Gwenifer Raymond: You Were Never Much of a Dancer review – an immersive debut

(Tompkins Square)


Gwenifer Raymond has a PhD in astrophysics, lives in Brighton and designs video games for a living. No ordinary human, she also has mercury in her fingertips. You can just about see it glisten as she plays guitar on There Will Be Blood for an introductory 2016 acoustic session. By early 2018, the song had evolved into Sometimes There’s Blood, and a video treatment with creepy Victoriana and taxidermy. Such is the Welsh-born Raymond’s very British take on a niche form known as the American primitive style, where guitars embark on flowing instrumental extemporisations, often ending up somewhere very eastern, sometimes sounding like Indian ragas.

Having discovered the guitar aged eight, when her mother gave her a cassette of Nirvana’s Nevermind, Raymond traced the idols of her idols back to the Delta blues, and then sideways into this folk form. Her immersive debut album pays tribute to the Delta and Appalachia at the same time, on the banjo workouts Bleeding Finger Blues and Idumea, and raises a battered hat to the godfather of the primitive scene on Requiem for John Fahey. Throughout, Raymond takes this roiling, rhythmic traditional sound and stamps her own imprimatur on it.

Watch the video for Gwenifer Raymond’s Sometimes There’s Blood.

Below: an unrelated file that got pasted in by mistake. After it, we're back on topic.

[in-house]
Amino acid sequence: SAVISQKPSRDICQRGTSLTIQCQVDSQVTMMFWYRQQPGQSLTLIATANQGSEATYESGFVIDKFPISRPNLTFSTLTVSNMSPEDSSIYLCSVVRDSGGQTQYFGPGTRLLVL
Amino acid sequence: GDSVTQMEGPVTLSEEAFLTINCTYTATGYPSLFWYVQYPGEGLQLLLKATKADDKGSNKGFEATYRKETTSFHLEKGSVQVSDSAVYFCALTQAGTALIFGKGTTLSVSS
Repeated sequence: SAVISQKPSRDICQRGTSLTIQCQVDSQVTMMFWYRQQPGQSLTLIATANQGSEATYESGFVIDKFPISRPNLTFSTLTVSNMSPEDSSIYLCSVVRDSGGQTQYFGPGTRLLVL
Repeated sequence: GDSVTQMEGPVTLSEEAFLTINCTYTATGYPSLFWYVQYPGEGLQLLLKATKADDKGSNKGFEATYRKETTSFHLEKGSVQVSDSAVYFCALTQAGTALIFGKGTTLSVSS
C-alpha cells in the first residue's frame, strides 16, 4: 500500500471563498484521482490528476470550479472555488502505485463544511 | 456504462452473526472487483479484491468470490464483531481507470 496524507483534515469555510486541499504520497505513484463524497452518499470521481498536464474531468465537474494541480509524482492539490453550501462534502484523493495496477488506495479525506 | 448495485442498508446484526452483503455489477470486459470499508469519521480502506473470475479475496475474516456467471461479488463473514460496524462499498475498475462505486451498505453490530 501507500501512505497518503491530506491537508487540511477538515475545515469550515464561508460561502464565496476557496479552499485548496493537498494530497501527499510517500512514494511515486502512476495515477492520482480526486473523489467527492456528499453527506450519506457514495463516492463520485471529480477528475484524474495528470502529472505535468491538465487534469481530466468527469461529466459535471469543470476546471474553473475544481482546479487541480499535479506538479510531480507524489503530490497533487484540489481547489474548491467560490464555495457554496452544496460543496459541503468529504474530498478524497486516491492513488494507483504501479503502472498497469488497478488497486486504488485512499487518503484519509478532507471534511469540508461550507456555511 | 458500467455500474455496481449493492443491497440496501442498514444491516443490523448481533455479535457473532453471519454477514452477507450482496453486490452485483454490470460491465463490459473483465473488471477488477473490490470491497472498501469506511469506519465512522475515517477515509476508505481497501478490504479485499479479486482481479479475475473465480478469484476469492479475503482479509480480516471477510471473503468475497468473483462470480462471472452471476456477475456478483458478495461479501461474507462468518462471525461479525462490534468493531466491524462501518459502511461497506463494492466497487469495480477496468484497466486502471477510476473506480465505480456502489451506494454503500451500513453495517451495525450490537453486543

Contributor

Kitty Empire

The GuardianTramp

Related Content

Article image
Gwenifer Raymond review – finger-picking good
The Welsh guitarist dazzles with awe-inspiring technique and her intense musicality

Kitty Empire

29, May, 2021 @1:00 PM

Article image
Gwenifer Raymond: You Never Were Much of a Dancer review – fingerpicking good
The Welsh musician serves up a stew of bluegrass, blues and haunted Americana

Michael Hann

29, Jun, 2018 @8:30 AM

Article image
Henry Jamison: The Wilds review – an unshowy, literate gem
(Akira)

Kitty Empire

29, Oct, 2017 @9:00 AM

Article image
Sumie: Lost in Light review – oddly beautiful but wilfully wan
(Bella Union)

Emily Mackay

12, Nov, 2017 @8:00 AM

Article image
Conor Oberst: Salutations review – sprawling companion to Ruminations
(Nonesuch)

Phil Mongredien

19, Mar, 2017 @8:00 AM

Article image
Trippers & Askers: Acorn review – delicate, literate Americana
This US collective impress with a subtle, ambient debut inspired by Octavia Butler’s Parable of the Sower

Neil Spencer

31, Jul, 2021 @3:00 PM

Article image
The Willows: Through the Wild review – polished Anglo-Americana folk
(Elk Records)

Neil Spencer

23, Dec, 2018 @8:00 AM

Article image
Woods: Love Is Love review – defiant American optimism
The band’s response to the election of Donald Trump is stubbornly forward-looking and upbeat

Damien Morris

23, Apr, 2017 @7:00 AM

Article image
Billy Bragg and Joe Henry review – just the ticket
The singer-songwriters re-energise old-time Americana with their heartfelt covers of classic railroad songs

Neil Spencer

21, Aug, 2016 @8:00 AM

Article image
Watkins Family Hour: Brother Sister review – a model of sibling harmony
Sean and Sara Watkins are back and in reflective mood

Neil Spencer

09, May, 2020 @3:00 PM